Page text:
For passionate war history enthusiasts, the Röhrenbunker in Agnes Viertel is a secret spot in Cologne. Likely built in the late 1930s, this subterranean tubular bunker is one of the only WWII bunkers that still remains in Cologne today. Most of the others have been destroyed or disassembled. The Röhrenbunker was designed to protect 180 people from air bombing attacks during the second World War.
In the 1930s & 1940s, Cologne was the largest chemical processing region in Europe, making it an important target for British and American bombing. The heaviest attack on Cologne came the night of May 30, 1942. It went down in history as the “1,000 bomber attack” because 1,000 planes took off from England, all with Cologne as their destination. The attack lasted 90 minutes, during which thousands of homes and hundreds of lives were destroyed.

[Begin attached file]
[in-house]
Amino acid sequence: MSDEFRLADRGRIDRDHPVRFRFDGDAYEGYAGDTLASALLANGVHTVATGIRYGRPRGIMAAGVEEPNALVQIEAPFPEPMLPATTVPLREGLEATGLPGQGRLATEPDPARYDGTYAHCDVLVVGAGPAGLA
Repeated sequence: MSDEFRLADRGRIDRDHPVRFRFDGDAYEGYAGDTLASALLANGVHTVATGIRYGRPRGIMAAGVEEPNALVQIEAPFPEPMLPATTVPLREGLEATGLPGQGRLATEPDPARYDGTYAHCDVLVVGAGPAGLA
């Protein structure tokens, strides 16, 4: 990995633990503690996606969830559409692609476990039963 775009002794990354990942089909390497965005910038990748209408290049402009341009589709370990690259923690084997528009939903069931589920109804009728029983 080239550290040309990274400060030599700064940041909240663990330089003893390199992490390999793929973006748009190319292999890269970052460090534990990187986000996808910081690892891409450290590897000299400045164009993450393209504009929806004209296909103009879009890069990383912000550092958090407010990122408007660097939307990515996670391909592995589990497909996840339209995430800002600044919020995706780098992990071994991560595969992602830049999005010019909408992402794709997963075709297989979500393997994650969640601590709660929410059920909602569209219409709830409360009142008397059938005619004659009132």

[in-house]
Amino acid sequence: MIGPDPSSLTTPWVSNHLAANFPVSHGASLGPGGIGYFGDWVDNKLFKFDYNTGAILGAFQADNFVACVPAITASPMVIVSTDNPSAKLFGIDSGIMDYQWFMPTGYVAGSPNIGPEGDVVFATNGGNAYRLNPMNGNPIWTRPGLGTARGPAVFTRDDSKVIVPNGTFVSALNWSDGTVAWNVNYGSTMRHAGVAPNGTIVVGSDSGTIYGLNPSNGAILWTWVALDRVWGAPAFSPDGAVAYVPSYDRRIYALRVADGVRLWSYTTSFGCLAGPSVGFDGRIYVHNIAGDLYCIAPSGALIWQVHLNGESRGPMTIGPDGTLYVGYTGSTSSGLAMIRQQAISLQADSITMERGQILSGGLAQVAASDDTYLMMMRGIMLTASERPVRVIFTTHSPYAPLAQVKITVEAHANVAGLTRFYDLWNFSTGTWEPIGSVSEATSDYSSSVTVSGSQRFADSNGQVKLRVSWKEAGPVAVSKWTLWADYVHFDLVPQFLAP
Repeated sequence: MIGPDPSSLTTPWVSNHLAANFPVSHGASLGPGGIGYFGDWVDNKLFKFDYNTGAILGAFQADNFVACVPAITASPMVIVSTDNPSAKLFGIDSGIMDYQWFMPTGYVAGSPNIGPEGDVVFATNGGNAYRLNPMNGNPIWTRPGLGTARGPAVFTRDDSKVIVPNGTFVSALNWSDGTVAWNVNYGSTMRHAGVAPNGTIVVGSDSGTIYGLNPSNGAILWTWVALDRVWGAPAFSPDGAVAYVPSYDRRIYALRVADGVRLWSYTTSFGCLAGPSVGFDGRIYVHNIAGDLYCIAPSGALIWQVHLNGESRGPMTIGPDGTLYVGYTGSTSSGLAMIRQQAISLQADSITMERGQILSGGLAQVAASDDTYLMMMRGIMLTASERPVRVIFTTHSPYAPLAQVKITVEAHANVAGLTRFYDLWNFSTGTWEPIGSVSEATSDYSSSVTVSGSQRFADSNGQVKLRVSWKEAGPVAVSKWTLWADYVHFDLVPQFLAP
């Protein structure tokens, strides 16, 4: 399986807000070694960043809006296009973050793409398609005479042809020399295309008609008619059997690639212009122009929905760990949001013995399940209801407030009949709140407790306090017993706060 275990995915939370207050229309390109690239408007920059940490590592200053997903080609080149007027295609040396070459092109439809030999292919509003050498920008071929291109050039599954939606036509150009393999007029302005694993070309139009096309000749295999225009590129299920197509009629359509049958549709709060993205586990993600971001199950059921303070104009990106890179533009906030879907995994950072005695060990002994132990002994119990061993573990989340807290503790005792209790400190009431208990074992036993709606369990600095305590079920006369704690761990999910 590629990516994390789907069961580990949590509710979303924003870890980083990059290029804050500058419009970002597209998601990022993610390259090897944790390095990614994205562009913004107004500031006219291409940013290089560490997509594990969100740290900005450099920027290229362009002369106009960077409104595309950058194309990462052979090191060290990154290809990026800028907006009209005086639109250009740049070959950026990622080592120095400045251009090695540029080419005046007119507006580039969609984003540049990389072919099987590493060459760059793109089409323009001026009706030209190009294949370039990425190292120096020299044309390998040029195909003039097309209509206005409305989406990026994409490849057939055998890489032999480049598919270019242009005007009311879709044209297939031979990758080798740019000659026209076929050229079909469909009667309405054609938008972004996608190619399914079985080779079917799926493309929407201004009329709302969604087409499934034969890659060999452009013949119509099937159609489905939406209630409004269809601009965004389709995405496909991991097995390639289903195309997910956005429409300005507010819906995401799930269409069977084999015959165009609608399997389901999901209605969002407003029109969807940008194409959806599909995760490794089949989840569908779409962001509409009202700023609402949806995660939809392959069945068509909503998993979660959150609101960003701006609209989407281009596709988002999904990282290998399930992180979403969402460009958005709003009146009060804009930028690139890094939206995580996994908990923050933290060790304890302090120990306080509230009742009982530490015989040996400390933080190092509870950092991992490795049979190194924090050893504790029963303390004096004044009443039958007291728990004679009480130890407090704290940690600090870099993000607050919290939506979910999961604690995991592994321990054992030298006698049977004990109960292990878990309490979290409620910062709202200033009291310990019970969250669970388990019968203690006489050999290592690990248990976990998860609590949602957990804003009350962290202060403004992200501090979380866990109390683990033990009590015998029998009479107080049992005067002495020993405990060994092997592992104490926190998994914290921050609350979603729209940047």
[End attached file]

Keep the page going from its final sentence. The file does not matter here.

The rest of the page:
The bunker is open for public visits on the first Sunday of every month. A visit here will bring you directly in contact with one of the darkest chapters of German history. Offering an accompanying audio guide , the visitor experience is designed to be as authentic as possible. Despite its subterranean location and its supposed isolation, the noise of the explosion and the vibrations were always audible, typically causing panic and fear for survival for the people inside the bunker.
- Address: Reichenspergerpl. 1, 50670 Köln
This secret wine cellar is the perfect hidden gem for any wine connoisseur visiting Cologne. Housed inside a vaulted stone wine cellar, the Wine Bank is a wine club for budding wine collectors and lovers. There are 279 vaults available for long-term rental and use in the wineBANK’s cellar. The cellars, which offer the perfect storage & temperature conditions for wine, are also a unique venue with an intimate atmosphere. Vault owners can rub shoulders with wine connoisseurs from across the city!